Because when you get right down to it, any 250-word summary of a full novel is going to be vague and general; there's just no way around it. If you can explain the main gist of your story in 250 words without eliding over a whole lot of what makes it what it is, you don't have enough story to make a novel in the first place.

I have a working theory, which seems to have tentatively been borne out by my latest query effort (more on that later), that you actually can be vague in a query; you just have to pick the right things to be vague about.

  1. You can be vague about process, but not about result/goal.

  2. "They concoct a clever plan to trap the murderer" = OK. What's the goal? To trap the murderer. Why someone would want to trap a murderer is reasonably self-evident. How they go about it is presumably what reading the novel's for. So this isn't vague, even though it really is.

    "They get a chance to gather intel" begs the question, what intel? What are they going to use that intel for? Why should the reader care? This is the kind of vague that gets you into trouble, even though technically it's no less generality-filled than the first one.

  3. You can be vague if the reader can reasonably fill in the gaps.

  4. Note that the filling-in doesn't have to be right; it just has to work for the purpose and keep the reader from being distracted with questions. As long as it doesn't set your target agent/editor up for a nasty bait-and-switch feeling when they see the actual manuscript, let them assume whatever works for them.

    Everybody who's read 3+ books has seen a clever plan. We can all make assumptions about what kind of clever plan goes into catching a murderer, and we can all see the potential pitfalls. (Murderers are generally not safe people to be around, especially if you're making them feel trapped.) You don't have to go into detail about the clever plan, unless it's cool.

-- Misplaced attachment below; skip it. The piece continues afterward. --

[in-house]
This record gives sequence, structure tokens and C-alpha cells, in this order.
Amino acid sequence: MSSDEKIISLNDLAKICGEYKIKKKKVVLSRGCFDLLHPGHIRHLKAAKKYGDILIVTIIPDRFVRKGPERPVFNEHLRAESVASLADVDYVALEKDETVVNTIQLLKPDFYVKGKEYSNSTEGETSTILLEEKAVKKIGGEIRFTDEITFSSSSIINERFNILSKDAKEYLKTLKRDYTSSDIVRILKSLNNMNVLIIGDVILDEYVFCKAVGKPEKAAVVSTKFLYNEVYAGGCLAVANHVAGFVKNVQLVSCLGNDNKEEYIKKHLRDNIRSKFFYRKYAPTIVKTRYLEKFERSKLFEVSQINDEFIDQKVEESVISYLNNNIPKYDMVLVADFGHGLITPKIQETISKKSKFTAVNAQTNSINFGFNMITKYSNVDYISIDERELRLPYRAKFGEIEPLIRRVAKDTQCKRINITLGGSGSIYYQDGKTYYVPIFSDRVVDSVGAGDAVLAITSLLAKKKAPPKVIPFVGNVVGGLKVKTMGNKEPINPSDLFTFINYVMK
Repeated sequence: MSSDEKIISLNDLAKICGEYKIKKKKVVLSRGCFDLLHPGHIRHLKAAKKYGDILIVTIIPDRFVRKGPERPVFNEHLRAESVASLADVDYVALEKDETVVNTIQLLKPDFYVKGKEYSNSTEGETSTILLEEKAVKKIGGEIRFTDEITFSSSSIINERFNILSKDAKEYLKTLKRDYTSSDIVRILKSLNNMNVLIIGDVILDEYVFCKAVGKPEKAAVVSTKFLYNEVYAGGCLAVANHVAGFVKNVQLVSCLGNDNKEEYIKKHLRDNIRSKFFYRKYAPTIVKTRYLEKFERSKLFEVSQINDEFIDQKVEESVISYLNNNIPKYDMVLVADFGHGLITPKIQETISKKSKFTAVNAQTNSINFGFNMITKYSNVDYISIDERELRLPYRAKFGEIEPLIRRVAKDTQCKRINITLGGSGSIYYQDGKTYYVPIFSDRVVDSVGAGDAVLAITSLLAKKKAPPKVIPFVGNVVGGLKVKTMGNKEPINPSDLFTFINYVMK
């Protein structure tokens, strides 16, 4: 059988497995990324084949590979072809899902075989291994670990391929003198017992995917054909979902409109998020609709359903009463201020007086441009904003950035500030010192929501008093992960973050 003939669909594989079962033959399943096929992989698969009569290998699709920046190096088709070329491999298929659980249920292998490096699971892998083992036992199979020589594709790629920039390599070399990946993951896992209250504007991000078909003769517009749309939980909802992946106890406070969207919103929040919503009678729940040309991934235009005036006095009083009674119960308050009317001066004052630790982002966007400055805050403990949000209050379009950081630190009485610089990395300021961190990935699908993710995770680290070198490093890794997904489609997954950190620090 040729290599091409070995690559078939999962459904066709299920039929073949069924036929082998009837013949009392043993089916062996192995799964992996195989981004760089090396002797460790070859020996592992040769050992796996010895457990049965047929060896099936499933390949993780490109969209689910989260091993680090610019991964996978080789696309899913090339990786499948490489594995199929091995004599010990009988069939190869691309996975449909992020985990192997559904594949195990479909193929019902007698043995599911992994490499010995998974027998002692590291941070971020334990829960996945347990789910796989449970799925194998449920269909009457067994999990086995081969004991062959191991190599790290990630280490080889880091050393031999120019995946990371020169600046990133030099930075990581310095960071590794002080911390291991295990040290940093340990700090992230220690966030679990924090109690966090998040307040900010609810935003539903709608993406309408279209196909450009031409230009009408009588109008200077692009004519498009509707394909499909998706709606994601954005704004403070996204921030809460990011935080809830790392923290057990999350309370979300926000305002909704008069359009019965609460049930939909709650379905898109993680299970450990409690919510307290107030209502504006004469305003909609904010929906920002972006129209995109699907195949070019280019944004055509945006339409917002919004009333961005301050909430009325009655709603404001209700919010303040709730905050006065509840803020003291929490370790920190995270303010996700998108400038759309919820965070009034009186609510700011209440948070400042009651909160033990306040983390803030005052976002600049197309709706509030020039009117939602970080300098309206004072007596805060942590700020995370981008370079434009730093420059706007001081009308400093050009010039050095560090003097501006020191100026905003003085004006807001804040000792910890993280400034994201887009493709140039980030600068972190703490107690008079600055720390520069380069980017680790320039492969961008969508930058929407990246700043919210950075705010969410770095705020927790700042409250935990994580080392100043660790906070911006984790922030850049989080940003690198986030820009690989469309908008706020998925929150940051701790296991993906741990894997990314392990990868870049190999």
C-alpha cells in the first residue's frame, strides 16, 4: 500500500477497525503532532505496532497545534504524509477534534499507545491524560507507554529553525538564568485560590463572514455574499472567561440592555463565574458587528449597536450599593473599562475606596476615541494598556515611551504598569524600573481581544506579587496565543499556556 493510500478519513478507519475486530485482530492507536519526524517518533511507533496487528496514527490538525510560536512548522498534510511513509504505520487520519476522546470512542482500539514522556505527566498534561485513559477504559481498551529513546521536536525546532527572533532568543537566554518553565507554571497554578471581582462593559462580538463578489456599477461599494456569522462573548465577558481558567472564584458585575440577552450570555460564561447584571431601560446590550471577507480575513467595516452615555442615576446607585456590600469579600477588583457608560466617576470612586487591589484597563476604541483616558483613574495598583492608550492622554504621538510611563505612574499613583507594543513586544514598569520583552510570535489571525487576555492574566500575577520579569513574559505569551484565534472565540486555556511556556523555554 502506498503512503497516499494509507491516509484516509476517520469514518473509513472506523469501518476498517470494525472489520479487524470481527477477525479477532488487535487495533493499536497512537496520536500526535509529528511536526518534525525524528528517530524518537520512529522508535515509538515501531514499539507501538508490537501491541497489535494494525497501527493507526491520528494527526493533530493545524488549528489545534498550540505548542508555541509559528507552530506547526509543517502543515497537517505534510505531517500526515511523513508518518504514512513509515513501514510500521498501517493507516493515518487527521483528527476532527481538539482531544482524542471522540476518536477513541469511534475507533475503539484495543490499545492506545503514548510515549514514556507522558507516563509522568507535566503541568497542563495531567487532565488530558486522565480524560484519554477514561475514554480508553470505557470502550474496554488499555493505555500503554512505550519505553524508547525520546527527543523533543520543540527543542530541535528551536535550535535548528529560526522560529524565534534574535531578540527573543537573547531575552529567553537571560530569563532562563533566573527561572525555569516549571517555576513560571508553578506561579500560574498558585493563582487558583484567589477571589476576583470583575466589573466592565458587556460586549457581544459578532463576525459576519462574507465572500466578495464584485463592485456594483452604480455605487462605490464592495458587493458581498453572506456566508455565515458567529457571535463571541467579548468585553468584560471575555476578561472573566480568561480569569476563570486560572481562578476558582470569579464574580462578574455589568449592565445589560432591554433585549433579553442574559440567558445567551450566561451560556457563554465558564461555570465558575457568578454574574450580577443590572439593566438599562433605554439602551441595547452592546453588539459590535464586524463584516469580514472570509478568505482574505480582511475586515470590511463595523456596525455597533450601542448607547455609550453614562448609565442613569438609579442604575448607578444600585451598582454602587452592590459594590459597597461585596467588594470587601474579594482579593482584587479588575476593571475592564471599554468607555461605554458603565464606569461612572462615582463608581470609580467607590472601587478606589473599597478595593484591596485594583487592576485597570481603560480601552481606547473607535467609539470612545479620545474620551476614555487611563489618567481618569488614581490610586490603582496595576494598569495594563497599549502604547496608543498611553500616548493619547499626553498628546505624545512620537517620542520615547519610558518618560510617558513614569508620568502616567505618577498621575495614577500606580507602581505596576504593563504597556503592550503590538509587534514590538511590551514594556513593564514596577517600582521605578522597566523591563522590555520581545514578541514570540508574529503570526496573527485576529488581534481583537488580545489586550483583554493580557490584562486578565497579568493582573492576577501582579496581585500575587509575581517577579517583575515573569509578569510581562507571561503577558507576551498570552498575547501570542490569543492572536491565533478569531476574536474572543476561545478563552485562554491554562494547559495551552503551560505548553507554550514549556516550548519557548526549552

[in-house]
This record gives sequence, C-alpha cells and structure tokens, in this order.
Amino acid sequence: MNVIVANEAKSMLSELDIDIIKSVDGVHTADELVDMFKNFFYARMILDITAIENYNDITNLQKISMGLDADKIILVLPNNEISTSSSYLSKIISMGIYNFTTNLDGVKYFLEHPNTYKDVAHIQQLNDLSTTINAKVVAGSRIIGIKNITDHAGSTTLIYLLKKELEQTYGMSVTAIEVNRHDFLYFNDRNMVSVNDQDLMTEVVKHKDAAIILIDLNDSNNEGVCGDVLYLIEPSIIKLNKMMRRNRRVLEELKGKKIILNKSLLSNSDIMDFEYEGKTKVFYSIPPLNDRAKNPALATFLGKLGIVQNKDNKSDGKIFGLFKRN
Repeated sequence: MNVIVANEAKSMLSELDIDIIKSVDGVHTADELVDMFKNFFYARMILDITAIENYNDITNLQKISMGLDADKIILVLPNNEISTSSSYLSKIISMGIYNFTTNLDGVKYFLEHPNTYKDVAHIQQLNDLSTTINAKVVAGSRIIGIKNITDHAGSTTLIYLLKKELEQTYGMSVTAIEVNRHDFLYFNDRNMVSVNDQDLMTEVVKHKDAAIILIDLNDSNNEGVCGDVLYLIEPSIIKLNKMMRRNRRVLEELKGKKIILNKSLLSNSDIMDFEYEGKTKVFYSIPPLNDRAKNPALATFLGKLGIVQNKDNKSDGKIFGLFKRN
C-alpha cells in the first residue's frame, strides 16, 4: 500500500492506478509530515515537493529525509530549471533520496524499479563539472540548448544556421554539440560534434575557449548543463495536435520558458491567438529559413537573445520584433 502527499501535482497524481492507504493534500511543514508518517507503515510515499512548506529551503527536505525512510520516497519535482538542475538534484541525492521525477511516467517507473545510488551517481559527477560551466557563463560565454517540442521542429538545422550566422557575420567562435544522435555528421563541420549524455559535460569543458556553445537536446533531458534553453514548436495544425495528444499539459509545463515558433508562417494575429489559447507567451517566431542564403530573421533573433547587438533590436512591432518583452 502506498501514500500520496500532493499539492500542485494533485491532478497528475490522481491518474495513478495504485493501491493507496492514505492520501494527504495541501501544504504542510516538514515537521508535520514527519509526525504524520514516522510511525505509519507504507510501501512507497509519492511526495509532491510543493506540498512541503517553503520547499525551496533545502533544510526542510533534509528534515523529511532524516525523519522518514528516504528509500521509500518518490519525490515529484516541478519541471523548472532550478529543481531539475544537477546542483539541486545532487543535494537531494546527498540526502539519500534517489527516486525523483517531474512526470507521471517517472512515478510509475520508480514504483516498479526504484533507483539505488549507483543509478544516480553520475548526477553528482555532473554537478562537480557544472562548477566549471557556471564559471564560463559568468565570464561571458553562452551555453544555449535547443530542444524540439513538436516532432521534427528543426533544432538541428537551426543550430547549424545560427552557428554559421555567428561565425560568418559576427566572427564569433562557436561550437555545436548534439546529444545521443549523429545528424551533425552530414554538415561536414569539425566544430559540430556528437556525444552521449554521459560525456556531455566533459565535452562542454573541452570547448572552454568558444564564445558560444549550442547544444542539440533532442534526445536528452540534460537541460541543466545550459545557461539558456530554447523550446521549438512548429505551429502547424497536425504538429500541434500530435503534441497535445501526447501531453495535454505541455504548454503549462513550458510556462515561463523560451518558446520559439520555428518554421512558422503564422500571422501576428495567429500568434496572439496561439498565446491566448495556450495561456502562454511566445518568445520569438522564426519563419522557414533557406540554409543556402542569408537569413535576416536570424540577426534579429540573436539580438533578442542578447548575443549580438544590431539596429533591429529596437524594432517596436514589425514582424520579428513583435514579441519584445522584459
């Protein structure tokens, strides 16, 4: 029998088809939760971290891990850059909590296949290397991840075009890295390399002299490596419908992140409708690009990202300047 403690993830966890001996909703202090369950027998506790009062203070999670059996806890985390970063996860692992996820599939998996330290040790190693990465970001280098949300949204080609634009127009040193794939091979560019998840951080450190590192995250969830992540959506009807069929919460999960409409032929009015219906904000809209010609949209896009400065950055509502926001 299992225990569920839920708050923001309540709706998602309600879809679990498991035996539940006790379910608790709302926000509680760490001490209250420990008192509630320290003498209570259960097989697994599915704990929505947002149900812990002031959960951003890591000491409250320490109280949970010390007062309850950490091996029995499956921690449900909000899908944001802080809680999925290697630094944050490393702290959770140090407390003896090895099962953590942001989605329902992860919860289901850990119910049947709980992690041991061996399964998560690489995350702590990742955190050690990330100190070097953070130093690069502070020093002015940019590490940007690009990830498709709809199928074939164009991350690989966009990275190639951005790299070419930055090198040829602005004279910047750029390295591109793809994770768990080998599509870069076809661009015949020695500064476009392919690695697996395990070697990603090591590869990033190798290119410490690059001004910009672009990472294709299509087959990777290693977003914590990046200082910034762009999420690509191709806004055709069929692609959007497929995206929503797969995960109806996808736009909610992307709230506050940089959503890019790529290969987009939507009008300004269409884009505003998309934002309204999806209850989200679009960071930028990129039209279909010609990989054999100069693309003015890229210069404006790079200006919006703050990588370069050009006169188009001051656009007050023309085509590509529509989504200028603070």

5. Which brings me to the final point: Put in the cool bits.

  6. A query doesn't have much room for detail -- it doesn't have much room, period, which is a large part of the frustration involved -- but if you've got a particular twist, or character quirk, or thematic point that really makes you sit up and go "oooh!", it's worth using up a precious fraction of that space to share it. But here's the catch: You have to make sure that your cool bit stands on its own. If your bit needs a lot of backstory to explain why it's cool, or if it raises a bunch of non-self-evident questions (Why would they call in a ninja to help with the plan? How do they even have a ninja's phone number, anyway?), you're better off leaving that bit out of your query, no matter how cool it is. Otherwise you're back in vagueness territory, about how the bit connects to the story if not the bit itself.
lizvogel: Good / Bad (Good Bad)
I should have included this link in my last post: Patricia Wrede on necessary and sufficient causes. This is sort of the structural back-end to the visible front-end I was talking about yesterday. Because the reason the protagonist tries the final thing that ultimately works is that it's necessary to solve problem X -- but for that to work in a dramatic sense, there has to be a sufficiency of things pushing him in that direction, which includes all the other things he's tried that haven't worked.
lizvogel: Good / Bad (Good Bad)
I have just come to a realization about my writing. I don't like writing red herrings.